• Revised Pay As You Earn Repayment Plan — The REPAYE Plan generally helps borrowers pay as little as 10% of their discretionary income. 
  • Pay As You Earn Repayment Plan — The PAYE Plan generally lets borrowers pay 10% of their discretionary income. However, individuals with a higher payment amount never pay more than the 10-year Standard Repayment Plan amount. 
  • Income-Based Repayment Plan — New borrowers that started making payments on or after July 1, 2014, generally pay 10% of their discretionary income with the IBR Plan. Borrowers that started paying before July 1, 2014, generally pay 15%.   
  • Income-Contingent Repayment Plan — Borrowers on the ICR Plan pay 20% of their discretionary income or the amount on a repayment plan with a fixed payment over the course of 12 years. The least expensive repayment option is the one a borrower will pay. 

How To Reduce the Cost of Private Student Loans 

If you have private student loans, you may feel frustrated by the lack of financial protections for borrowers. Borrowers must adhere to their loan agreement terms and repay the private student loan on time each month. However, there are steps you can take to reduce the total cost of your private student loans. 

Use the Snowball Method

The snowball method is a quick debt repayment method for borrowers that have multiple loans. You pay off unsecured loans in order of smallest to largest. You must pay as much as possible on your smallest private student loan and make minimum payments on all other debts. Once you pay off a loan, you move on to the next smallest one. This method helps you stay motivated as you quickly pay off your smallest loans first.   

Use the Avalanche Method

The debt avalanche method is similar to the snowball method, but this option helps borrowers save more on interest fees. Instead of focusing on the smallest debt, you first pay off the loan with the highest interest rate. Paying off high-rate payday loans and cash advance loans first can help you keep more money in your pocket for other expenses. Once you pay off one loan, you move on to the next until you repay your student loans and other debt.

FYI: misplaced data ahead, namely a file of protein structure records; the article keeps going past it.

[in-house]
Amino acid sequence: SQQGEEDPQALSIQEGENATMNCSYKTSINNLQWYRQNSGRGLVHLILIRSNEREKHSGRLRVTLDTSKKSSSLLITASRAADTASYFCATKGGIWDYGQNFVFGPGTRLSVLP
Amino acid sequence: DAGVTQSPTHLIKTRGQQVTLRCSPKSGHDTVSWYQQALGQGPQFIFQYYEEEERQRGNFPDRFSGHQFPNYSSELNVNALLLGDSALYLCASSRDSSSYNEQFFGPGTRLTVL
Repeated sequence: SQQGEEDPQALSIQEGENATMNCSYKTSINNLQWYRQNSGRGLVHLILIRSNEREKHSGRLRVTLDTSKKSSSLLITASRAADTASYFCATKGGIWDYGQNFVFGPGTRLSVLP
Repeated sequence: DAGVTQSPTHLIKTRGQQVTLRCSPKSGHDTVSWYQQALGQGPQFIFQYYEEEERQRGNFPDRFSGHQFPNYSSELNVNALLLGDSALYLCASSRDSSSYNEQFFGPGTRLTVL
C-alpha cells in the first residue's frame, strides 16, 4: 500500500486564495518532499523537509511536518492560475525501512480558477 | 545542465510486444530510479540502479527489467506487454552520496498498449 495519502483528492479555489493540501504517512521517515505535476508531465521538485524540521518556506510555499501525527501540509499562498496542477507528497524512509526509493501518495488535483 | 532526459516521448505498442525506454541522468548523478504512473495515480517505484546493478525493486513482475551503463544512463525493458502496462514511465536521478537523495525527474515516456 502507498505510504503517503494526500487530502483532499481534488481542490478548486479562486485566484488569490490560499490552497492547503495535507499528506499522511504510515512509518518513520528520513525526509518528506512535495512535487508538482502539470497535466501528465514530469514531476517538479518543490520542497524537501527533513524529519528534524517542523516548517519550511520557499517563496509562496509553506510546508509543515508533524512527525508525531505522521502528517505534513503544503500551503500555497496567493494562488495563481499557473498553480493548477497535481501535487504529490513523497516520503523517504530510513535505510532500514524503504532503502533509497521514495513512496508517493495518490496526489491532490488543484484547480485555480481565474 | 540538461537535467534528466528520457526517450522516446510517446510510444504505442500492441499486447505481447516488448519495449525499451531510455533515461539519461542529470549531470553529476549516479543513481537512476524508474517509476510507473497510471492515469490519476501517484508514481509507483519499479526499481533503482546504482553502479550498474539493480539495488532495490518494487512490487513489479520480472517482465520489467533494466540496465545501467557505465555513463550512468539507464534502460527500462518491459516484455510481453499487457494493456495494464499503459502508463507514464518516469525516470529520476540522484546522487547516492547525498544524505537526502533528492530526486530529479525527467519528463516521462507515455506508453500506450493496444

Refinance the Private Loan 

If you cannot afford your private student loans, it may be beneficial to consider refinancing. A loan refinance is when a borrower applies for a new loan to get a new financial contract with different repayment terms. A new loan may help you get lower rates and fewer fees. Affordable loan terms can help reduce your financial stress and save money. 

You may be able to merge multiple private student loans into one account if you qualify for enough money. Borrowers can refinance with a new student loan or a different type of loan, such as a personal loan. Keep in mind that your credit score will affect the rate you can get. If your credit rating has decreased since you first obtained the private student loan, you may not be eligible for the lowest rate. But you may still find a more affordable loan offer by inquiring with multiple lenders.   

Reduce Your Monthly Expenses

Borrowers can speed up their repayment schedule and save money by making additional payments on their private student loans. Reducing the cost of monthly expenses can help increase your spending budget so you can spend more on debt repayment. Make a list of your monthly bills to determine what can be cut or reduced. For example, you can switch from paid video streaming services to free options like Peacock or Tubi.   

CreditNinja: The Facts About PSLF Teachers

There are plenty of loan forgiveness programs to consider if you are a teacher. While the requirements are strict, many teachers do end up qualifying for some form of loan forgiveness. But if you are not eligible for any loan forgiveness program, consider consolidating your debt or looking for fast debt repayment plans. 

CreditNinja offers various articles on how to pay off a loan early. Check out the CreditNinja Dojo to learn about budgeting, debt consolidation, reducing monthly expenses, and more!


  1. Average Student Loan Debt [2023] │ Education Data Initiative
  2. Teacher Loan Forgiveness │ Federal Student Aid
  3. 4 Loan Forgiveness Programs for Teachers │ Federal Student Aid
  4. 5 Ways to Pay Off Your Student Loans Faster │ Federal Student Aid